A Deep Dive: J.D. Davis

A Deep Dive: J.D. Davis

Written by: James Clark
Follow him on Twitter: @Coach_Clark
Follow Prospects Worldwide on Twitter: @ProspectsWorldW

J.D. Davis is an Astros castoff who they traded to the Mets last year for a handful of lower level prospects. A beneficiary of injuries, the 27-year-old Davis was given near full-time at bats and proved what his bat can do. Underlying metrics seem to back up his performance as a breakout player, the only thing holding him back is his below average defense.

According to Statcast’s xwOBA metric, Davis hits among the best of them. He is right behind Max Muncy and just ahead of Marcell Ozuna and Josh Bell. His .383 xwOBA is backed up by a .308 xBA and .548 xSLG. His exit velocity is in the 90th percentile and his hard hit rate is in the 91st percentile. All of this adds up to paint a picture of Davis as a true breakout performer and gives the Mets another power bat to add to an already formidable lineup with fellow breakout Pete Alonso. In fact, Davis is ahead of Alonso in all the aforementioned metrics. The main thing that sets Alonso apart is his elite in Barrel %, where he is in the 97th percentile. Davis is merely above average as he is in the 80th percentile.

The Statcast numbers back up a .307/.369/.527 line to go along with 22 home-runs, 22 doubles, and 57 RBI in 140 games in New York. His minor league stat line in Triple-A from the 2018 season is even more impressive as he hit at a .342 clip and a .988 OPS.

Swing and approach changes are a dime a dozen in baseball articles each spring, but Davis certainly seems to have benefited from a change to the way he hits. His launch angle inched up in 2019 and coincided with an increase in barrel percentage, exit velocity, and hard hit percentage. Davis has a fairly compact stroke for a guy with his power upside, a big reason why he has more batting average upside than previously thought. He also cut down his leg kick significantly and is a much more balanced at the plate as opposed to previous years. With two strikes his lack of a leg kick is even more pronounced employing more of a toe tap. These changes have allowed him to get to his raw power a bit more than earlier in his career.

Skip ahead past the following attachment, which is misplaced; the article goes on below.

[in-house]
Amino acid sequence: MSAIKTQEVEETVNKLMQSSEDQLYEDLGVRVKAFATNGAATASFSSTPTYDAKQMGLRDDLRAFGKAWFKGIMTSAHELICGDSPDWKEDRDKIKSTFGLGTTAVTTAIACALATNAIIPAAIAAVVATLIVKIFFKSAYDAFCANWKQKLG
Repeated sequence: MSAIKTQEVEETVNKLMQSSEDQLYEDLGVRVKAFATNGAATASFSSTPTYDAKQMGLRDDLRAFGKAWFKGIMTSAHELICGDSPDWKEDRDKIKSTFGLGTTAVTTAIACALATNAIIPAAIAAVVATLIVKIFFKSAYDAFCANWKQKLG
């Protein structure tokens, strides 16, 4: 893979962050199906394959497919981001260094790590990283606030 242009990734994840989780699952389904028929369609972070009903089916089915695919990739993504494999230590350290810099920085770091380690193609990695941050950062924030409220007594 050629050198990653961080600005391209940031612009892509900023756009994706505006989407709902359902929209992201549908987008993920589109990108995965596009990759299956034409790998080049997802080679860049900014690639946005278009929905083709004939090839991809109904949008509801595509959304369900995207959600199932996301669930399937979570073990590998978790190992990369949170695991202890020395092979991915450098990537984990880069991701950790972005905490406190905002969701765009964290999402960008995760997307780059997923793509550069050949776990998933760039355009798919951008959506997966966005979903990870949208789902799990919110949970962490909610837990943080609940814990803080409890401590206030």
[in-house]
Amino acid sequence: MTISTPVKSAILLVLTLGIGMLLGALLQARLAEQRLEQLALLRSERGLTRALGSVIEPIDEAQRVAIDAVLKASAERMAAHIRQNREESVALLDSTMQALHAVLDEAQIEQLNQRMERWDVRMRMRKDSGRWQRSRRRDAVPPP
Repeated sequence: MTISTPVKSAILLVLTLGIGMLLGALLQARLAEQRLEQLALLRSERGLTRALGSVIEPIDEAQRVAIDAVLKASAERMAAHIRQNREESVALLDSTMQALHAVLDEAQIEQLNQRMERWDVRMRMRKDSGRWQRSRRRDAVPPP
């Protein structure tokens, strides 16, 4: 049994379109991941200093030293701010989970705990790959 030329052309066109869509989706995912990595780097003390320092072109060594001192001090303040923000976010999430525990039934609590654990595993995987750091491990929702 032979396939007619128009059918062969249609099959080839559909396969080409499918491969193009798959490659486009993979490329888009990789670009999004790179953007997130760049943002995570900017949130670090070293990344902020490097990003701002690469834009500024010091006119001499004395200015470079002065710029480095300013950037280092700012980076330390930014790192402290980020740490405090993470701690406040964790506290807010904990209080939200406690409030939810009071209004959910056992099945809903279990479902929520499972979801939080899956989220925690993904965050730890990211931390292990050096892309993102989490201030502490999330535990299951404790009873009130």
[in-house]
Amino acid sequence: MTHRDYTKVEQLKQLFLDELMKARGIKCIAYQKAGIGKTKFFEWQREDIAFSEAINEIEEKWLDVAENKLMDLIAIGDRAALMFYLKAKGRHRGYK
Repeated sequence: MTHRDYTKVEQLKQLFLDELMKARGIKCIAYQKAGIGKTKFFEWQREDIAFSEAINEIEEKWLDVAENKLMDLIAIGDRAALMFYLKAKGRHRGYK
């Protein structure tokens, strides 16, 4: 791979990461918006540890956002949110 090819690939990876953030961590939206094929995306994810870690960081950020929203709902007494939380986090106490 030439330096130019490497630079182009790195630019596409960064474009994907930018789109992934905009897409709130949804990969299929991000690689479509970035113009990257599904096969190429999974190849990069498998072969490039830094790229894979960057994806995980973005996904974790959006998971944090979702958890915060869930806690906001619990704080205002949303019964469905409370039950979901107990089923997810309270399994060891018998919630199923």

Davis does not seem to suffer from platoon splits as he hit over .300 with similar power numbers against righties and lefties last year. For his career he has hit lefties better, but not enough to be worried about sitting against righties.

Going forward, Davis should be able to put up a similar .300/.365/.520 line as a full-time player. He should hit 25-30 home-runs for the next five years and help bolster the middle of the lineup. In the long-term he would be helped by a move to the American League so he can DH at least part time.

His strikeout rate (21.4) and walk rate (8.4) were about league average last year, but his minor league numbers suggest these could both creep into above average territory. I don’t see his batting average cratering, which is good since he is not expected to hit 40 home-runs or bring any stolen bases to the table. A .300 average with 30 home-runs is not as common in today’s game, so he brings a unique ability. He is a poor man’s J.D. Martinez, a comparison that at first seems lazy. Another J.D. that was let go by the Astros and thrives somewhere else. However, they seem to be the best comparison in terms of statistics, metrics, and situation.

The biggest threat to Davis is playing time. His defense may be bad enough to keep him off the field and the presence of Alonso and Dominic Smith will not allow to move Davis to first base, where he did log some innings with the Astros. Jeff McNeil is expected to play the majority of innings at third base this year. Davis does have some positional flexibility as he played third base and left field for the Mets last season. However, he was just in the 8th percentile in Outs Above Average and the Mets have a logjam in the outfield with Michael Conforto, Jake Marisnick, Brandon Nimmo, and the return of Yoenis Cespedes.

The possibility of the NL DH this year should give Davis plenty of at bats to prove that his 2019 season was no fluke. . The Mets young hitters combined with a solid pitching staff should be exciting to watch in 2020.

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